Thrashing about in your sleep may be an early warning sign of Parkinson's and dementia, new research suggests.
Moving around in bed, and seeming to 'act out' dreams is a characteristic of a condition called rapid eye movement sleep behaviour disorder (RBD).
People who suffer from this were shown to have inflammation in the area of the brain where the chemical dopamine is produced, which is involved in sending messages.
Parkinson's and dementia patients are known to have diminished supplies of dopamine because nerve cells that make it have died.
RBD affects around five per cent of people and includes talking, laughing, shouting and swearing while sleeping.
It adds to research published two years ago which discovered about half of people with RBD will develop Parkinson's disease or another neurological disorder within a decade of being diagnosed.
Thrashing about in your sleep may be an early warning sign of Parkinson's and dementia, research suggests (stock image)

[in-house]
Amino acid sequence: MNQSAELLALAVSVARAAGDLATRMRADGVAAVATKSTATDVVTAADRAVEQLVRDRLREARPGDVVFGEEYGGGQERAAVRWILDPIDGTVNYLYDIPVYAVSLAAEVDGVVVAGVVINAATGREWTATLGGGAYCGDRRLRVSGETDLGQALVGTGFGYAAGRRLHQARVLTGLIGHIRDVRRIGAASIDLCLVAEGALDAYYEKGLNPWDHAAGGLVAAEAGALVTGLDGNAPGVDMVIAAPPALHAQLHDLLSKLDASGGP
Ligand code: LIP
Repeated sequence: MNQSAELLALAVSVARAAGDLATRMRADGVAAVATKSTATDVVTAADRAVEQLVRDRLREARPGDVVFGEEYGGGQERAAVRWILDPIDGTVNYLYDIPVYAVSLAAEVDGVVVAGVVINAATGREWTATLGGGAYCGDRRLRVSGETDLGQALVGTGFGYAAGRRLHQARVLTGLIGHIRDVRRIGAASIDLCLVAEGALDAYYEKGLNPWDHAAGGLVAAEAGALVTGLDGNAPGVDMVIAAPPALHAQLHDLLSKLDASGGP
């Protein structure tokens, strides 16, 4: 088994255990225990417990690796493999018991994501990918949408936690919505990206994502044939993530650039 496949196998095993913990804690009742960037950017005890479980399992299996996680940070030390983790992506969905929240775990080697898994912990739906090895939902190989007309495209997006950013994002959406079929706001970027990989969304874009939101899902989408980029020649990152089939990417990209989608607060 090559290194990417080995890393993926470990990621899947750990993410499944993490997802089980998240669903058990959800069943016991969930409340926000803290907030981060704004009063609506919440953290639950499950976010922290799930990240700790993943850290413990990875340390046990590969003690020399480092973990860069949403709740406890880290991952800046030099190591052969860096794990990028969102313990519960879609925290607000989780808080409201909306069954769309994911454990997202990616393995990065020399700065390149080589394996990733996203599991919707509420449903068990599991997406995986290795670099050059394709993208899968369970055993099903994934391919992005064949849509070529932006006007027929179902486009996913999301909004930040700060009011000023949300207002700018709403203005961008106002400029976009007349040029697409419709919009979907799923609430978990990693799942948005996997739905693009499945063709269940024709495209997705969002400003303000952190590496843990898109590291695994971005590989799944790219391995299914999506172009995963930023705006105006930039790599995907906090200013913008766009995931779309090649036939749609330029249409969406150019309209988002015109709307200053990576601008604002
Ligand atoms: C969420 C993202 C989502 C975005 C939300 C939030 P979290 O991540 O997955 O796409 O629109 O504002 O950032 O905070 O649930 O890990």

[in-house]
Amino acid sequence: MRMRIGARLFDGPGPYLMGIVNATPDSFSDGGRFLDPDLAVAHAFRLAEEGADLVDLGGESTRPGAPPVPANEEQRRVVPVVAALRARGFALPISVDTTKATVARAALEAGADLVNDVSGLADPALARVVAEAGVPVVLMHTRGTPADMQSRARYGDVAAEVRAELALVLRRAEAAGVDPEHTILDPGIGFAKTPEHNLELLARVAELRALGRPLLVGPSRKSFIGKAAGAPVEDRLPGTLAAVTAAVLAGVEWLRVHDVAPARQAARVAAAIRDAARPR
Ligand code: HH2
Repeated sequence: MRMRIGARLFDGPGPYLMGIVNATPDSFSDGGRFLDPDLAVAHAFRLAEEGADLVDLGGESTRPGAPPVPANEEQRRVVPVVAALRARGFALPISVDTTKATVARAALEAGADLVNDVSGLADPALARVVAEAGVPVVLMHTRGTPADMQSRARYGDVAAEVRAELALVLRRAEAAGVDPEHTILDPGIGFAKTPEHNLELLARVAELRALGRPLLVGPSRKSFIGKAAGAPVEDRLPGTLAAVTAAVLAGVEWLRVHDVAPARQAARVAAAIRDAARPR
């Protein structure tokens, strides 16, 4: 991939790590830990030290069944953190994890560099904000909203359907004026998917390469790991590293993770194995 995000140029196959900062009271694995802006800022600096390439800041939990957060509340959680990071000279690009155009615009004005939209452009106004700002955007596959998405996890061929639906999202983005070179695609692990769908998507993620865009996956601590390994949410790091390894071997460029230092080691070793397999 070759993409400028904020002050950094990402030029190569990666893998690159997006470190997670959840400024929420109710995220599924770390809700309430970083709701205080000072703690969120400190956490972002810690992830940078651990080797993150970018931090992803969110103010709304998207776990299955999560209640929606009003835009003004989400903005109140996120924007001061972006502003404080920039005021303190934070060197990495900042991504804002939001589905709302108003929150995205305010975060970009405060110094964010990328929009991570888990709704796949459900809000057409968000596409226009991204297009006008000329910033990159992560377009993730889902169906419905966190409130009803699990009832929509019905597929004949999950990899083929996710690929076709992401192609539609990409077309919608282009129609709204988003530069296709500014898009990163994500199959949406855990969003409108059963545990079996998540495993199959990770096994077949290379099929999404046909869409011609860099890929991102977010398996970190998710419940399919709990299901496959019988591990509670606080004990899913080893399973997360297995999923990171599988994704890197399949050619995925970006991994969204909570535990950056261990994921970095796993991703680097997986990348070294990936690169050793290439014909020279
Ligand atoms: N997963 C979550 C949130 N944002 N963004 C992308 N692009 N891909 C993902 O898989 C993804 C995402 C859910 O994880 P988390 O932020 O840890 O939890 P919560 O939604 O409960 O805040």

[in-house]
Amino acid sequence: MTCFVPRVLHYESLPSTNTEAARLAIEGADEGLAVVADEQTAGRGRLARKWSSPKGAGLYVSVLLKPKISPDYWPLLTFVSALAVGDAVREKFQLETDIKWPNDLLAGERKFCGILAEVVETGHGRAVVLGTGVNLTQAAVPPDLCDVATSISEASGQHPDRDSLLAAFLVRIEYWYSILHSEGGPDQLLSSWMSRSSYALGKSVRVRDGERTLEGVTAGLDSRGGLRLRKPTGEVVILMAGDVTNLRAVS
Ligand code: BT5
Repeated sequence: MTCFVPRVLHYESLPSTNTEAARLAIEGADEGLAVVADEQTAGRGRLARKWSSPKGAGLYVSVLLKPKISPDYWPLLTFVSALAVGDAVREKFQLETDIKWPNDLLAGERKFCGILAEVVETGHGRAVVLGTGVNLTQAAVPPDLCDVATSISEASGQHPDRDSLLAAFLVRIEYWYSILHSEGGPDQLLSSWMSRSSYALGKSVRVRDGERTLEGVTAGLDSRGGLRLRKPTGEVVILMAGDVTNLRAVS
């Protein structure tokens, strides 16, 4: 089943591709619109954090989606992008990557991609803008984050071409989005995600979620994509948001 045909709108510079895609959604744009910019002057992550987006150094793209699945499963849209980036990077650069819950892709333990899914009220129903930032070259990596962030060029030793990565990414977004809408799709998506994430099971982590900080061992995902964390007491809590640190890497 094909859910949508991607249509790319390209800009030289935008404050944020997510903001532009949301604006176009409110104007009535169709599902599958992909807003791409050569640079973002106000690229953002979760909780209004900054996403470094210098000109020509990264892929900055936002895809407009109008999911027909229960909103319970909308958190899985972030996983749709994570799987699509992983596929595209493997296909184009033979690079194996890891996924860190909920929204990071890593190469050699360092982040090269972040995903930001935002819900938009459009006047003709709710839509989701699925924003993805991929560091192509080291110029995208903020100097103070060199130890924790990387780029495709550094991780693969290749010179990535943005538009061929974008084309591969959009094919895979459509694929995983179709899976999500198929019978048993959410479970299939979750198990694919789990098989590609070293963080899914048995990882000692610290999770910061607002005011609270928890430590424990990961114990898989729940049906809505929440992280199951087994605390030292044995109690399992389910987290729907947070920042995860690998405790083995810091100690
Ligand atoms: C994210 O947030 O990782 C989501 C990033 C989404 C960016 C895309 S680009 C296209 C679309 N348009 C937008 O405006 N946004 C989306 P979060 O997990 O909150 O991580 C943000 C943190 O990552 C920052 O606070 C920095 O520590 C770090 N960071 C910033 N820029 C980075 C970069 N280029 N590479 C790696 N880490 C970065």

An estimated seven to 10 million people worldwide are living with Parkinson's disease – one million Americans and 127,000 people in the UK.
Dementia affects 850,000 the UK and 5.4 million in US – figures expected to rise substantially to place huge pressures on health and social care services.
For most people, dreaming is purely a 'mental' activity: dreams occur in the mind while the body is at rest.
But people who suffer from REM behavior disorder (RBD) act out their dreams.
They physically move limbs or even get up and engage in activities associated with waking. Some engage in sleep talking, shouting, screaming, hittting or punching.
Some even jump out of bed while sleeping.
RBD is usually noticed when it causes danger to the sleeping